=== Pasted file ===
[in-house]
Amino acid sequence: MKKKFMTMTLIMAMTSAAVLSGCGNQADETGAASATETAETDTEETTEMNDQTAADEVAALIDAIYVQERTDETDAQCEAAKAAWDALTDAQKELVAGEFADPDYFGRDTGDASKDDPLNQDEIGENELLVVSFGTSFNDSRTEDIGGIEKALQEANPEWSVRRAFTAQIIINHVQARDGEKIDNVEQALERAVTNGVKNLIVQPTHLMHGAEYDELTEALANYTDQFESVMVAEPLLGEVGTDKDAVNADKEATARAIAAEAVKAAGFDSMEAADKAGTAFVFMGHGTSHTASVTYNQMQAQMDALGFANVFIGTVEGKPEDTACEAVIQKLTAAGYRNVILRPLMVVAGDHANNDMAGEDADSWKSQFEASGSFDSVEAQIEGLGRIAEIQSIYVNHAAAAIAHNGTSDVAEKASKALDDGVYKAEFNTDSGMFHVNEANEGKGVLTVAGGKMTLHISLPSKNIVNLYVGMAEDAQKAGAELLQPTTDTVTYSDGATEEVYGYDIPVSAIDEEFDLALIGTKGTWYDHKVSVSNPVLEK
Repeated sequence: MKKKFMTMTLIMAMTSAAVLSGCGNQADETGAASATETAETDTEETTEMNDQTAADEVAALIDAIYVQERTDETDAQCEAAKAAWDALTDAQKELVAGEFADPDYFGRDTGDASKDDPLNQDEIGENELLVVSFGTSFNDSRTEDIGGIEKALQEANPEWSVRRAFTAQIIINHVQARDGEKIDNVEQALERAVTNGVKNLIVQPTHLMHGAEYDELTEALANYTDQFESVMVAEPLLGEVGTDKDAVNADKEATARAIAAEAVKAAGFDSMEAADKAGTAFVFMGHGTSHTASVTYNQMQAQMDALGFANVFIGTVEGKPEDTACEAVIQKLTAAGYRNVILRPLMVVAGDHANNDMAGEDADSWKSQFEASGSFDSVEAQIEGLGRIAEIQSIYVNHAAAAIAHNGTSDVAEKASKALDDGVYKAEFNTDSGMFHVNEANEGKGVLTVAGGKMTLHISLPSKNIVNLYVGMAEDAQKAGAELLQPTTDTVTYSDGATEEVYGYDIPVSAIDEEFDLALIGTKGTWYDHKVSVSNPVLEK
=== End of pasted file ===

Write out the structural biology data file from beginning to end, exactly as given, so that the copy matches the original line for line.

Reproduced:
[in-house]
Amino acid sequence: MKKKFMTMTLIMAMTSAAVLSGCGNQADETGAASATETAETDTEETTEMNDQTAADEVAALIDAIYVQERTDETDAQCEAAKAAWDALTDAQKELVAGEFADPDYFGRDTGDASKDDPLNQDEIGENELLVVSFGTSFNDSRTEDIGGIEKALQEANPEWSVRRAFTAQIIINHVQARDGEKIDNVEQALERAVTNGVKNLIVQPTHLMHGAEYDELTEALANYTDQFESVMVAEPLLGEVGTDKDAVNADKEATARAIAAEAVKAAGFDSMEAADKAGTAFVFMGHGTSHTASVTYNQMQAQMDALGFANVFIGTVEGKPEDTACEAVIQKLTAAGYRNVILRPLMVVAGDHANNDMAGEDADSWKSQFEASGSFDSVEAQIEGLGRIAEIQSIYVNHAAAAIAHNGTSDVAEKASKALDDGVYKAEFNTDSGMFHVNEANEGKGVLTVAGGKMTLHISLPSKNIVNLYVGMAEDAQKAGAELLQPTTDTVTYSDGATEEVYGYDIPVSAIDEEFDLALIGTKGTWYDHKVSVSNPVLEK
Repeated sequence: MKKKFMTMTLIMAMTSAAVLSGCGNQADETGAASATETAETDTEETTEMNDQTAADEVAALIDAIYVQERTDETDAQCEAAKAAWDALTDAQKELVAGEFADPDYFGRDTGDASKDDPLNQDEIGENELLVVSFGTSFNDSRTEDIGGIEKALQEANPEWSVRRAFTAQIIINHVQARDGEKIDNVEQALERAVTNGVKNLIVQPTHLMHGAEYDELTEALANYTDQFESVMVAEPLLGEVGTDKDAVNADKEATARAIAAEAVKAAGFDSMEAADKAGTAFVFMGHGTSHTASVTYNQMQAQMDALGFANVFIGTVEGKPEDTACEAVIQKLTAAGYRNVILRPLMVVAGDHANNDMAGEDADSWKSQFEASGSFDSVEAQIEGLGRIAEIQSIYVNHAAAAIAHNGTSDVAEKASKALDDGVYKAEFNTDSGMFHVNEANEGKGVLTVAGGKMTLHISLPSKNIVNLYVGMAEDAQKAGAELLQPTTDTVTYSDGATEEVYGYDIPVSAIDEEFDLALIGTKGTWYDHKVSVSNPVLEK